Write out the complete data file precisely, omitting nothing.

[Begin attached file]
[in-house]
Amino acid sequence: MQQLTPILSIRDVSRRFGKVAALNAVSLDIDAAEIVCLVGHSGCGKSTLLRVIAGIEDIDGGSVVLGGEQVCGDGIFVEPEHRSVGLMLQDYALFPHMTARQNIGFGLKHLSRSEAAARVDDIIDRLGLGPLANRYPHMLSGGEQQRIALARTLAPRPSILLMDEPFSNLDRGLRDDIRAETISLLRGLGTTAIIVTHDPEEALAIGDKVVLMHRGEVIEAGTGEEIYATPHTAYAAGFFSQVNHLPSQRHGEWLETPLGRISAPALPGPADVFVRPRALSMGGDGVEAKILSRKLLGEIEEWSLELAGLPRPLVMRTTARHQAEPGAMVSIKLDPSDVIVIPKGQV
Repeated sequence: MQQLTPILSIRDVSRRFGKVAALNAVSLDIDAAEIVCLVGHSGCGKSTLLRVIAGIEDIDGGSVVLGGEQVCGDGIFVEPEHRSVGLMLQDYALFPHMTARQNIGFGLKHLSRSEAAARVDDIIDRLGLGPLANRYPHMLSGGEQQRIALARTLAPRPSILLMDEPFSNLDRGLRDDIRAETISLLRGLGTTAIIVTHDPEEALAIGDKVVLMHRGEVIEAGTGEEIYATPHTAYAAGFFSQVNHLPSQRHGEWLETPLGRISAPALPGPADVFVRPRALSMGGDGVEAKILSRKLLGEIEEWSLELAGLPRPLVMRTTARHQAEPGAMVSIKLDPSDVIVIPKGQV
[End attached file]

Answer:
[in-house]
Amino acid sequence: MQQLTPILSIRDVSRRFGKVAALNAVSLDIDAAEIVCLVGHSGCGKSTLLRVIAGIEDIDGGSVVLGGEQVCGDGIFVEPEHRSVGLMLQDYALFPHMTARQNIGFGLKHLSRSEAAARVDDIIDRLGLGPLANRYPHMLSGGEQQRIALARTLAPRPSILLMDEPFSNLDRGLRDDIRAETISLLRGLGTTAIIVTHDPEEALAIGDKVVLMHRGEVIEAGTGEEIYATPHTAYAAGFFSQVNHLPSQRHGEWLETPLGRISAPALPGPADVFVRPRALSMGGDGVEAKILSRKLLGEIEEWSLELAGLPRPLVMRTTARHQAEPGAMVSIKLDPSDVIVIPKGQV
Repeated sequence: MQQLTPILSIRDVSRRFGKVAALNAVSLDIDAAEIVCLVGHSGCGKSTLLRVIAGIEDIDGGSVVLGGEQVCGDGIFVEPEHRSVGLMLQDYALFPHMTARQNIGFGLKHLSRSEAAARVDDIIDRLGLGPLANRYPHMLSGGEQQRIALARTLAPRPSILLMDEPFSNLDRGLRDDIRAETISLLRGLGTTAIIVTHDPEEALAIGDKVVLMHRGEVIEAGTGEEIYATPHTAYAAGFFSQVNHLPSQRHGEWLETPLGRISAPALPGPADVFVRPRALSMGGDGVEAKILSRKLLGEIEEWSLELAGLPRPLVMRTTARHQAEPGAMVSIKLDPSDVIVIPKGQV